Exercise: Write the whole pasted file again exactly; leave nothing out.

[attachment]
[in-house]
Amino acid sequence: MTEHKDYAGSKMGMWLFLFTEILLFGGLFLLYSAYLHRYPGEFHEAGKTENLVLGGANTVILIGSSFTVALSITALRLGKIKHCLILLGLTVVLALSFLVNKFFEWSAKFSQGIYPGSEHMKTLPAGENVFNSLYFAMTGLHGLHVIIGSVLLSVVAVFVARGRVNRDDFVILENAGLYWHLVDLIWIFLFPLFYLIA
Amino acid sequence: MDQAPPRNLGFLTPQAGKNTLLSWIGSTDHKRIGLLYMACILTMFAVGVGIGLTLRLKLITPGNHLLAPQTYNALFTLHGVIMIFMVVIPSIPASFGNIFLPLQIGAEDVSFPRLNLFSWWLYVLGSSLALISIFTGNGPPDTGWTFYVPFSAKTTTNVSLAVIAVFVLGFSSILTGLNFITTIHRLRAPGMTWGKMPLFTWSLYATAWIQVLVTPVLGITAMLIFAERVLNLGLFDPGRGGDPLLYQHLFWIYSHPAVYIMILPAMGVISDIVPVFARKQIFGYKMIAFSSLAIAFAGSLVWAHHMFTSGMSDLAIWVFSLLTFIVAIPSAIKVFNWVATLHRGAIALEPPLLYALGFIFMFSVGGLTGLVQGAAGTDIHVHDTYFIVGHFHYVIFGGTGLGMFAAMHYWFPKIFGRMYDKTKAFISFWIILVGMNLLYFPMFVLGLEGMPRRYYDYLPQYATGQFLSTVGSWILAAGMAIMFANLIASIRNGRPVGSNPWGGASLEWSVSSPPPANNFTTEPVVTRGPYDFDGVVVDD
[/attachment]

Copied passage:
[in-house]
Amino acid sequence: MTEHKDYAGSKMGMWLFLFTEILLFGGLFLLYSAYLHRYPGEFHEAGKTENLVLGGANTVILIGSSFTVALSITALRLGKIKHCLILLGLTVVLALSFLVNKFFEWSAKFSQGIYPGSEHMKTLPAGENVFNSLYFAMTGLHGLHVIIGSVLLSVVAVFVARGRVNRDDFVILENAGLYWHLVDLIWIFLFPLFYLIA
Amino acid sequence: MDQAPPRNLGFLTPQAGKNTLLSWIGSTDHKRIGLLYMACILTMFAVGVGIGLTLRLKLITPGNHLLAPQTYNALFTLHGVIMIFMVVIPSIPASFGNIFLPLQIGAEDVSFPRLNLFSWWLYVLGSSLALISIFTGNGPPDTGWTFYVPFSAKTTTNVSLAVIAVFVLGFSSILTGLNFITTIHRLRAPGMTWGKMPLFTWSLYATAWIQVLVTPVLGITAMLIFAERVLNLGLFDPGRGGDPLLYQHLFWIYSHPAVYIMILPAMGVISDIVPVFARKQIFGYKMIAFSSLAIAFAGSLVWAHHMFTSGMSDLAIWVFSLLTFIVAIPSAIKVFNWVATLHRGAIALEPPLLYALGFIFMFSVGGLTGLVQGAAGTDIHVHDTYFIVGHFHYVIFGGTGLGMFAAMHYWFPKIFGRMYDKTKAFISFWIILVGMNLLYFPMFVLGLEGMPRRYYDYLPQYATGQFLSTVGSWILAAGMAIMFANLIASIRNGRPVGSNPWGGASLEWSVSSPPPANNFTTEPVVTRGPYDFDGVVVDD